(Roughly) Daily

“I will buckle down to work as soon as I finish reading the Internet”*…

From Aldobrandino da Siena’s Le Régime du corps (1265-70 CE)

Worried that technology is “breaking your brain:? As Joe Stadolnik explains, fears about attention spans and focus are as old as writing itself…

If you suspect that 21st-century technology has broken your brain, it will be reassuring to know that attention spans have never been what they used to be. Even the ancient Roman philosopher Seneca the Younger was worried about new technologies degrading his ability to focus. Sometime during the 1st century CE, he complained that ‘The multitude of books is a distraction’. This concern reappeared again and again over the next millennia. By the 12th century, the Chinese philosopher Zhu Xi saw himself living in a new age of distraction thanks to the technology of print: ‘The reason people today read sloppily is that there are a great many printed texts.’ And in 14th-century Italy, the scholar and poet Petrarch made even stronger claims about the effects of accumulating books:

Believe me, this is not nourishing the mind with literature, but killing and burying it with the weight of things or, perhaps, tormenting it until, frenzied by so many matters, this mind can no longer taste anything, but stares longingly at everything, like Tantalus thirsting in the midst of water.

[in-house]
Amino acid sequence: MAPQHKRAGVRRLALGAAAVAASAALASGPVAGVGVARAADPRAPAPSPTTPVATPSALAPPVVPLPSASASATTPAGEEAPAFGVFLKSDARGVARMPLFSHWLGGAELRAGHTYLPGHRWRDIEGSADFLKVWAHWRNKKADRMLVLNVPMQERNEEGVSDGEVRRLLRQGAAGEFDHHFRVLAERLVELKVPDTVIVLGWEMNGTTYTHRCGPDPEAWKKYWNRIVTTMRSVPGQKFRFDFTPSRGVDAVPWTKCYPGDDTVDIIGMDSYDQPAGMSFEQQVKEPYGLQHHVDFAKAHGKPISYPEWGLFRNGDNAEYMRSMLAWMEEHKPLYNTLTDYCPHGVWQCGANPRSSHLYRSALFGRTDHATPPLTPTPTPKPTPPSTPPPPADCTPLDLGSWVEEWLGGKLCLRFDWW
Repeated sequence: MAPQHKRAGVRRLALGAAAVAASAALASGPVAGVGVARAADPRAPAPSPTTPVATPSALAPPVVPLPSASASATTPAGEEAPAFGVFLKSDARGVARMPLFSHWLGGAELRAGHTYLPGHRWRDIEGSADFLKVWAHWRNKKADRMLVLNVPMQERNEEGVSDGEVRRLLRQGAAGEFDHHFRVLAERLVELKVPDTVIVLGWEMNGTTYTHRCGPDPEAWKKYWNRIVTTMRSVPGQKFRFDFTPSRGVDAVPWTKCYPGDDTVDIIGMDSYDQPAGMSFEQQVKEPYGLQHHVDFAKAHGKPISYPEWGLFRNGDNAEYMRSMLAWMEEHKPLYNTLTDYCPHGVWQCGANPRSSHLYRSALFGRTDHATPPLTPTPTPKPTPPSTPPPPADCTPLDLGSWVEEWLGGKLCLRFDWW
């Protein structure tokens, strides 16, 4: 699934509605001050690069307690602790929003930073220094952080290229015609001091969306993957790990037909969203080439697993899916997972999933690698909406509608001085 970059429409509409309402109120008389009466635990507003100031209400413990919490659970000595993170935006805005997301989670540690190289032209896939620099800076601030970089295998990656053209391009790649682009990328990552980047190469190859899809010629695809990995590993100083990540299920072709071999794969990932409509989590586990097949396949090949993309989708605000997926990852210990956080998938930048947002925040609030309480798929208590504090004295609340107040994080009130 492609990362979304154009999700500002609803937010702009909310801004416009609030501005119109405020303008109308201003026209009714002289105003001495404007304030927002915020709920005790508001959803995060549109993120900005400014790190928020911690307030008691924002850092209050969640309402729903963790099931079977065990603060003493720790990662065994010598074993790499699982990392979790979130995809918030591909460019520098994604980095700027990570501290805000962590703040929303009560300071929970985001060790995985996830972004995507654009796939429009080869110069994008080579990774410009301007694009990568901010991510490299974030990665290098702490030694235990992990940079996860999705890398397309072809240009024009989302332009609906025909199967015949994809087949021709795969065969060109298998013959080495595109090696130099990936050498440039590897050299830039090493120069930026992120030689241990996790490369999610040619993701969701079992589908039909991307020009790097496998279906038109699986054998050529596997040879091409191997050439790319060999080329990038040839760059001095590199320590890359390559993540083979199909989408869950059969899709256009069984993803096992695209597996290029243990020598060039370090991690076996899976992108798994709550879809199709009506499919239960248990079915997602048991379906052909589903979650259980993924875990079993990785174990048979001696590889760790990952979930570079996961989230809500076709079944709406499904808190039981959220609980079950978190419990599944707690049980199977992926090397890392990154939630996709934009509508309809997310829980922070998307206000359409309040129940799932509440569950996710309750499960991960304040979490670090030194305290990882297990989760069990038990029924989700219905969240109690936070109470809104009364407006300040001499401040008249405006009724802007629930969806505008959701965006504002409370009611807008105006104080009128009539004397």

Technological advances would make things only worse. A torrent of printed texts inspired the Renaissance scholar Erasmus to complain of feeling mobbed by ‘swarms of new books’, while the French theologian Jean Calvin wrote of readers wandering into a ‘confused forest’ of print. That easy and constant redirection from one book to another was feared to be fundamentally changing how the mind worked. Apparently, the modern mind – whether metaphorically undernourished, harassed or disoriented –­ has been in no position to do any serious thinking for a long time.

In the 21st century, digital technologies are inflaming the same old anxieties… and inspiring some new metaphors…

Same as it ever was– a history of the anxieties about attention and memory that new communications technologies have occasioned through history: “We’ve always been distracted,” from @joestadolnik in @aeonmag.

* Stewart Brand @stewartbrand


As we learn our way into new media, we might recall that it was it was on this date in 1946 that the first first Washington, D.C. – New York City telecast was accomplished, using AT&T corporation’s coaxial cable; General Dwight Eisenhower was seen to place a wreath at the base of the statue in the Lincoln Memorial and others made brief speeches. The event was judged a success by engineers, although Time magazine called it “as blurred as an early Chaplin movie.”

1946 television (source)

Written by (Roughly) Daily

February 18, 2023 at 1:00 am

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